The mediator of nitric oxide-(NO) independent vasodilation attributed to endothelium-derived hyperpolarizing factor remains unidentified although there is evidence for a cytochrome P450derived eicosanoid. Anandamide, the ethanolamide of arachidonic acid and an endogenous ligand for cannabinoid receptors, was proposed as an endothelium-derived hyperpolarizing factor-mediating mesenteric vasodilation to acetylcholine and the hypotensive effect of bradykinin. Using pharmacological interventions that attenuate responses to bradykinin, we examined the possibility of anandamide as a mediator of the NOindependent vasodilator effect of bradykinin in the rat perfused heart by determining responses to anandamide and arachidonic acid. Hearts were treated with indomethacin to exclude prostaglandins and nitroarginine to inhibit NO synthesis and elevate perfusion pressure. The cannabinoid receptor antagonist, SR 141716A (2 /j.M), reduced dose-dependent vasodilator responses to anandamide (1-10 -4g) but was without effect on responses to AA (1-10 jug), bradykinin (10-1000 ng) or cromakalim (1-10 /xg). Inhibition of voltage-dependent Ca+ + channels with nifedipine (5 nM) attenuated vasodilation to anandamide and arachidonic acid whereas inhibition of Ca++activated K+ channels with charybdotoxin (10 nM) reduced responses to arachidonic acid but had no effect on vasodilation induced by anandamide. Inhibition of cytochrome P450 with clotrimazole (1 ju,M) greatly reduced vasodilator responses to bradykinin with less effect on those to anandamide. Finally, the time course of the coronary vasodilator responses to anandamide and bradykinin were dissimilar. These results argue against a role of anandamide in the vasodilator effect of bradykinin in the rat heart.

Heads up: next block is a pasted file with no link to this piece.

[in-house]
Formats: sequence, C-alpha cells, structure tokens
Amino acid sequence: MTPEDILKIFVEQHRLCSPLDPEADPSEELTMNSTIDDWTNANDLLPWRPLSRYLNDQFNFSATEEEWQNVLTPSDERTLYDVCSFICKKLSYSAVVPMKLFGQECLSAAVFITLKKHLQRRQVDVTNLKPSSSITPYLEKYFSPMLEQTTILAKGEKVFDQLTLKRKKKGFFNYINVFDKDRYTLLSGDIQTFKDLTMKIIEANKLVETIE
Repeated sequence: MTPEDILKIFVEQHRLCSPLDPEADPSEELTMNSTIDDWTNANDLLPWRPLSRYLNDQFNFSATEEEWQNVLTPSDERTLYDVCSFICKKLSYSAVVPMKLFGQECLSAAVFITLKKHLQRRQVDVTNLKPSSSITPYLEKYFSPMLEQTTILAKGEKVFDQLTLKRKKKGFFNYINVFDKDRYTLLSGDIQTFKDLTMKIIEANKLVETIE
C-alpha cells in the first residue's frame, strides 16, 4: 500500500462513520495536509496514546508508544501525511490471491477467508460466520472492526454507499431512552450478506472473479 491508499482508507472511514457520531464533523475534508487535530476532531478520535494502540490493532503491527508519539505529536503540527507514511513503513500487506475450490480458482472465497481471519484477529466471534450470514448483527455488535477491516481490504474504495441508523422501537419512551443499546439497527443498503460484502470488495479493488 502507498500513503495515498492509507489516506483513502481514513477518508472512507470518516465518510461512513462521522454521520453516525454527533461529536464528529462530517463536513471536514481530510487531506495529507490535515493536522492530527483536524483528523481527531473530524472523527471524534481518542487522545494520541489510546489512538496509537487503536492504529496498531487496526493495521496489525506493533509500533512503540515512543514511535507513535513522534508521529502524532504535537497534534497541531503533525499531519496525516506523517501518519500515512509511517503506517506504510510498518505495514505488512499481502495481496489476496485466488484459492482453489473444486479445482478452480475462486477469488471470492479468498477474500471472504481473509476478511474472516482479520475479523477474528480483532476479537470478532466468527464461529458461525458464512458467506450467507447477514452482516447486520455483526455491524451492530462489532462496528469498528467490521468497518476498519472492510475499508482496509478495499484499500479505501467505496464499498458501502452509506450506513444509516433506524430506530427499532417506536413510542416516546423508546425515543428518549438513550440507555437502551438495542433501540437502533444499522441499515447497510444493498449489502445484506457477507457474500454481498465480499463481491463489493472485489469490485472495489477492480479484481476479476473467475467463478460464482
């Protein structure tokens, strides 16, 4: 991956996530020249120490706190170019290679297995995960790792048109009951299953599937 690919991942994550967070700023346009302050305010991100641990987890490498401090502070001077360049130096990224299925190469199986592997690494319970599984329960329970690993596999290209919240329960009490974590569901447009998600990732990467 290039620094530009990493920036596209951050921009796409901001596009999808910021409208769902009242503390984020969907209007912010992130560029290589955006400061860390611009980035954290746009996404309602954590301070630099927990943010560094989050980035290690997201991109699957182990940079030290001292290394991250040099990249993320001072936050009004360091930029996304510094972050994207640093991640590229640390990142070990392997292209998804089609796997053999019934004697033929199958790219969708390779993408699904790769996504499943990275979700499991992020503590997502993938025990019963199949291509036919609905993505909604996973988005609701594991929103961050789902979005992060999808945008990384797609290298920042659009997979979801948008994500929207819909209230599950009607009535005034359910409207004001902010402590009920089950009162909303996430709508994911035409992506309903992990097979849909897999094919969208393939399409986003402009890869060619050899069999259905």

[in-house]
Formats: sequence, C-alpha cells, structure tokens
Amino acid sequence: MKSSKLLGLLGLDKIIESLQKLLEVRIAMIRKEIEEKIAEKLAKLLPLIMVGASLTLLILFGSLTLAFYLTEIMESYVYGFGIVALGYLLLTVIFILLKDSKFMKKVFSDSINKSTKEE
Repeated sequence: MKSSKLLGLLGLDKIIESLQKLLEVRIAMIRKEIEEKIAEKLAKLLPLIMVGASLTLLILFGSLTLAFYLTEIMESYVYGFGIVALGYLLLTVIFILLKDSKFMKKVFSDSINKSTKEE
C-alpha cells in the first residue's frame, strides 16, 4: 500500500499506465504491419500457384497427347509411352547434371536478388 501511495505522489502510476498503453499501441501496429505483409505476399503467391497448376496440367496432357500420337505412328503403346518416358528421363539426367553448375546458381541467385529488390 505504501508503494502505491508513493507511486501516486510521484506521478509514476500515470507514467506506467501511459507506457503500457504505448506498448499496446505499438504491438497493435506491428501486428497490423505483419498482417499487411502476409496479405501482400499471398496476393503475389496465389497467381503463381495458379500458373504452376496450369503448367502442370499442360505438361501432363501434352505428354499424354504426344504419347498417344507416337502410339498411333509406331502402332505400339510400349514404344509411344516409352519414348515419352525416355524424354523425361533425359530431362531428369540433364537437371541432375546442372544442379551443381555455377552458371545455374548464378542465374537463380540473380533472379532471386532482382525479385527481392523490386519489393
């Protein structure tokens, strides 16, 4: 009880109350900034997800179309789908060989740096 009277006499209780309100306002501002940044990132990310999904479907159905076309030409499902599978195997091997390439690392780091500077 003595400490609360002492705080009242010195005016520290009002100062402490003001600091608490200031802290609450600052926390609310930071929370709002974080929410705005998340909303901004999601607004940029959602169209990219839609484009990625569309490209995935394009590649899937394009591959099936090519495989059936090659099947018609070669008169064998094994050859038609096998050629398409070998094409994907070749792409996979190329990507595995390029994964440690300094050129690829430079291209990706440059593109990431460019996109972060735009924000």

|Original language||English (US)|
|Number of pages||6|
|Journal||Journal of Pharmacology and Experimental Therapeutics|
|State||Published - Dec 1 1998|
ASJC Scopus subject areas
- Molecular Medicine